Are meals an optional or required work expectation in your community?
From: David Heimann (
Date: Fri, 3 Mar 2006 15:10:20 -0800 (PST)

Hello Everyone,

A year and a half ago we developed and adopted our work expectations policy. Part of the policy we adopted states the following:

Q: Is work involved in the community meal system counted towards a household's work expectation? A: No, the community meal system is separate from this proposal. The work expectations in this proposal do not include work done preparing for or cleaning up after regular community meals.

The rationale for this is that maintenance (indoor, outdoor, and administrative) are activities that must be accomplished because we live here. The activities must be done, everyone benefits from them, and so everyone must participate in doing them. Meals, on the other hand, are activities apart from the fact that we live here. A person may elect to participate in the meals or not participate. If a person participates they should do their share of the work, and if a person does not participate they don't need to do the work.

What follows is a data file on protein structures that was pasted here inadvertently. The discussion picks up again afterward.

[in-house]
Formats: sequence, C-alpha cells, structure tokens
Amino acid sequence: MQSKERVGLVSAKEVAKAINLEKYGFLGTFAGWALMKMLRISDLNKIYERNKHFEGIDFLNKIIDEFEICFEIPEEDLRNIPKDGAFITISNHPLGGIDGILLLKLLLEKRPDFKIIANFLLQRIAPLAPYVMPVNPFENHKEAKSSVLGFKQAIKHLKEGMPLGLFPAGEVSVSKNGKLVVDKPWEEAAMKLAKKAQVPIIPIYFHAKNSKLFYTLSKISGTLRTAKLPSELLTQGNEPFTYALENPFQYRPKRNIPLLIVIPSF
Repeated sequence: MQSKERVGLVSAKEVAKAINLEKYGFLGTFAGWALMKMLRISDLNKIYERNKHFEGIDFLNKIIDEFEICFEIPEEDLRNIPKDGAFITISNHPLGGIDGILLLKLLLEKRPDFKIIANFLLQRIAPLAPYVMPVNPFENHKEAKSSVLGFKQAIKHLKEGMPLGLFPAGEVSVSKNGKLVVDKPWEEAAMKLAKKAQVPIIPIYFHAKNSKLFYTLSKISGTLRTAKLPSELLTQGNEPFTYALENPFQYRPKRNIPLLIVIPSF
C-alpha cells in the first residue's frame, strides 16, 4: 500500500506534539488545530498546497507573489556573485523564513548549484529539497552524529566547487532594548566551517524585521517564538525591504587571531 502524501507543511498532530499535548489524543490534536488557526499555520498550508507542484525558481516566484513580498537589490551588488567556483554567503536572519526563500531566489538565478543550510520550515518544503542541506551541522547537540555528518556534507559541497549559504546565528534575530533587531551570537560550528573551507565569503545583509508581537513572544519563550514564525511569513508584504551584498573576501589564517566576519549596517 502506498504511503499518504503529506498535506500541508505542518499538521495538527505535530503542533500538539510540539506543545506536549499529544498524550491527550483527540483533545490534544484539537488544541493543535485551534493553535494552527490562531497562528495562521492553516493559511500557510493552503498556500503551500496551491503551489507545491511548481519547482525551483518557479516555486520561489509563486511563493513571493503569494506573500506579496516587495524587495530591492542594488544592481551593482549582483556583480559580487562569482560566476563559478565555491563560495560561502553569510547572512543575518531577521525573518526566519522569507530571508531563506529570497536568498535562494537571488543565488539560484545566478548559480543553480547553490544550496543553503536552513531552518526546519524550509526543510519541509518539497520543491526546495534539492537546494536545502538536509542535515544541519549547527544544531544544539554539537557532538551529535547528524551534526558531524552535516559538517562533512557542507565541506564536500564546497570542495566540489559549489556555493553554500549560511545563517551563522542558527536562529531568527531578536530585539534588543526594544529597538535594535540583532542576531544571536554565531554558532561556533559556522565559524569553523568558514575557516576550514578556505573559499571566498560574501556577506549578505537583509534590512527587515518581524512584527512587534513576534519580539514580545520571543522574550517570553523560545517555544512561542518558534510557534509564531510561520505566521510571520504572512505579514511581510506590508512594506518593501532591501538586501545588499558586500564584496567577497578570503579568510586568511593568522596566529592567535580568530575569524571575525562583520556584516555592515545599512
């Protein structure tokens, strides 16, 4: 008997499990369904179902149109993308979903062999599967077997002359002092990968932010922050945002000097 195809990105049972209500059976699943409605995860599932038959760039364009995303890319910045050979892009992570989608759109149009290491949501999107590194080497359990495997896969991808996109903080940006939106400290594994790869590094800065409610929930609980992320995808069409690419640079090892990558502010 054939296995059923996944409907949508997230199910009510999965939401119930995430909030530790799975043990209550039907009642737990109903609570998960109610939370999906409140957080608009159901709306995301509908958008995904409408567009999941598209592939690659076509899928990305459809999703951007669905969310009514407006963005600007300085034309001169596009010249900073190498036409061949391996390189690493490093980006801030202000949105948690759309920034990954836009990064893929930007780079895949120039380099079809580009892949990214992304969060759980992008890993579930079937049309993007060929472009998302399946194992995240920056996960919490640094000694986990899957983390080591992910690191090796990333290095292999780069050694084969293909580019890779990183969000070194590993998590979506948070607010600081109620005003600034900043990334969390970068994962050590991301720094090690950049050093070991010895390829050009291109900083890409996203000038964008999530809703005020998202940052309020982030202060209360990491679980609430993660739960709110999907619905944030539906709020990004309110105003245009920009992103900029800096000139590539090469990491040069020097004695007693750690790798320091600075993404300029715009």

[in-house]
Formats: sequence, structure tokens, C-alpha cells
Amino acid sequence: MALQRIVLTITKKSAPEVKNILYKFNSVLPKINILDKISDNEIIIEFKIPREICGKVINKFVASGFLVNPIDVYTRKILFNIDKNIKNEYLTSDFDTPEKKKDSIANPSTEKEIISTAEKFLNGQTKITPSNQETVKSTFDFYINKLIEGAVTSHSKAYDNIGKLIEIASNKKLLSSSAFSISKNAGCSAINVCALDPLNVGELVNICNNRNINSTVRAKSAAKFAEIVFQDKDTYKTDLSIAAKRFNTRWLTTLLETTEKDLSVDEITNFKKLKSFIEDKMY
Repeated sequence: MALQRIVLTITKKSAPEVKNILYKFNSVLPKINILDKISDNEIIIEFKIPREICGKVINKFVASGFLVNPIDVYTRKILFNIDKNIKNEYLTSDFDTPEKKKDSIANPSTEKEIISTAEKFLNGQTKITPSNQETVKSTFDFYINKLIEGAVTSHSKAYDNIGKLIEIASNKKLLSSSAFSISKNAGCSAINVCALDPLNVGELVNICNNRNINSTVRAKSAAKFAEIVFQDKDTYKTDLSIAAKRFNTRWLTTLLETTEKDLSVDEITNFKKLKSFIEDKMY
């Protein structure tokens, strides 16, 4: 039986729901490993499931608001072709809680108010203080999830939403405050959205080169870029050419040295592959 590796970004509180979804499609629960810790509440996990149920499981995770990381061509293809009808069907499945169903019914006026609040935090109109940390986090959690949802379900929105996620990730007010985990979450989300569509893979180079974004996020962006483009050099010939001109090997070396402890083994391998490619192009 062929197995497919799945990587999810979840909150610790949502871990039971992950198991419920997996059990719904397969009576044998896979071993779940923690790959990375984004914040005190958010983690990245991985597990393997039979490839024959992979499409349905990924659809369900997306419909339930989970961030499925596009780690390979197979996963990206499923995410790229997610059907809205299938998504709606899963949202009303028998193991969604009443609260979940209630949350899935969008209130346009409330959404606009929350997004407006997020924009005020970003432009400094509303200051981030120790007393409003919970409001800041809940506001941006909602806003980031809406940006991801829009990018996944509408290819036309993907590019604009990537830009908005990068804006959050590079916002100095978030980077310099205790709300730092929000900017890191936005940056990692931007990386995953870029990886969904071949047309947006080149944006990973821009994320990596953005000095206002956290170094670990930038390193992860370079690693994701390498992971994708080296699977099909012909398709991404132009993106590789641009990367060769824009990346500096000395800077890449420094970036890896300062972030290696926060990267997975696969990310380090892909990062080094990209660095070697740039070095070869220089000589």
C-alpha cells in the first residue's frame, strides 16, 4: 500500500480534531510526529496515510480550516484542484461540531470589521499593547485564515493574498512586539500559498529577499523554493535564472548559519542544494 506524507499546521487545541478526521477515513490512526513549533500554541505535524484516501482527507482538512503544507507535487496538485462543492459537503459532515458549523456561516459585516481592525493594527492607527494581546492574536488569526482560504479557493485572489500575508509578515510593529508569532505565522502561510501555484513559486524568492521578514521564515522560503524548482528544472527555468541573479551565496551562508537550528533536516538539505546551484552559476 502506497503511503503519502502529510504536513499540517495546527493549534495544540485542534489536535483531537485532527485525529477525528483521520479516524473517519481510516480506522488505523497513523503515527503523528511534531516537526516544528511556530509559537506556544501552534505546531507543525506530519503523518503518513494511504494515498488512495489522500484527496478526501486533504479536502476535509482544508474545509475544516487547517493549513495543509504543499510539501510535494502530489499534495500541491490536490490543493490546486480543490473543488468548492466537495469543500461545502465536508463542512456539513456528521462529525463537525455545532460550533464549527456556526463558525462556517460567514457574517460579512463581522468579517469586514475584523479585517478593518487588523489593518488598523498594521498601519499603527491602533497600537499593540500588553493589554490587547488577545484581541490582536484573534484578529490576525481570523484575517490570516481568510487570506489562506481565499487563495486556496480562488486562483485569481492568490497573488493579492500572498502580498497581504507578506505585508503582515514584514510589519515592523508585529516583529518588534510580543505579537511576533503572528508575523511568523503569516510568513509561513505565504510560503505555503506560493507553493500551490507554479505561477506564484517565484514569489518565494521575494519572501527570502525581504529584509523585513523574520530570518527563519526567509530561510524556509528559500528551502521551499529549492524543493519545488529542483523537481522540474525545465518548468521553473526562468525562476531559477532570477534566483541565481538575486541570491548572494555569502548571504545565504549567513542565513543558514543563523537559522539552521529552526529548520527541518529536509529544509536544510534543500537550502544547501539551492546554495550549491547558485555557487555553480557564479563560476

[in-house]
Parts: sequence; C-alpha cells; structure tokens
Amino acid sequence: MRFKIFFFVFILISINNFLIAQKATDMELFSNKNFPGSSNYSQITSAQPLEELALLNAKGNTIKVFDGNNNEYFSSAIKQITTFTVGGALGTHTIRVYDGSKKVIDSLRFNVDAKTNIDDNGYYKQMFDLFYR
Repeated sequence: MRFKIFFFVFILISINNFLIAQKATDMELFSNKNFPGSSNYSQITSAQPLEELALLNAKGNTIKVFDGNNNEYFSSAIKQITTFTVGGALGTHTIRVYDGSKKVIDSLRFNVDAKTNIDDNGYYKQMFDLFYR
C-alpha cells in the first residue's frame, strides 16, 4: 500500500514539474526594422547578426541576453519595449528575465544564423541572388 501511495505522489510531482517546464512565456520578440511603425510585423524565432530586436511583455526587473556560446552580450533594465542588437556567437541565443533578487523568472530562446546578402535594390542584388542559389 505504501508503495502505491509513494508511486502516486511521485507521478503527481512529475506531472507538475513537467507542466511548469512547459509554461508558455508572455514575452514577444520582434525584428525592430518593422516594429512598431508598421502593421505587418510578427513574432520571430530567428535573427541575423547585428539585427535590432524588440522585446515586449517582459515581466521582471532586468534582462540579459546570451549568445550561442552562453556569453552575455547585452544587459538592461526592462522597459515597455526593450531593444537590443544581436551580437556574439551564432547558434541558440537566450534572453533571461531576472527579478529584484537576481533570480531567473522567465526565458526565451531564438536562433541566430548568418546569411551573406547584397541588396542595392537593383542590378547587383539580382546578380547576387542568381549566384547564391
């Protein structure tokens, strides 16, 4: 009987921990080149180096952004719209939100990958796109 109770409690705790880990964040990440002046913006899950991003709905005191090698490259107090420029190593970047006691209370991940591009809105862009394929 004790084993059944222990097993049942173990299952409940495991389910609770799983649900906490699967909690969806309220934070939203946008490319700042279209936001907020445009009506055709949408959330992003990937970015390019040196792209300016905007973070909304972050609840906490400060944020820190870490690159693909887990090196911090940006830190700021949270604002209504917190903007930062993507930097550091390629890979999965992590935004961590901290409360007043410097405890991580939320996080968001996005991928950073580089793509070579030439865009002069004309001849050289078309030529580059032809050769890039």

We therefore keep "regular" work hours and meal-keeping work hours separate, with regular work hours apportioned among everyone and meal-keeping work hours apportioned among those joining for those meals. Meal work cannot be credited to regular work, and vice versa.

Recently some of the folk who have been more heavily involved in meal shopping and preparation have been complaining about this. They find they are putting more time into meal work than many others participating in meals. The obvious thought of course is to use the assignment process we have to make sure that others take more of the meal workload if they wish to continue participating. The heavily-involved-in-the-meals folk object to this, saying that making people cook or shop (the heavier meal tasks) would drive them from participating in meals, that the meals are a part of cohousing and therefore should be a required function like the regular maintenance tasks, and that most people are participating in the meals anyway.

My question is: what is your take on the Q and A above and its accompanying rationale? Do you follow that in your community, or do you in fact regard meals as a required function whose work is incumbent on everyone? You can respond to me privately or to the list, as you prefer.

        Thank you very much for your insights and experiences.

David Heimann
JP Cohousing

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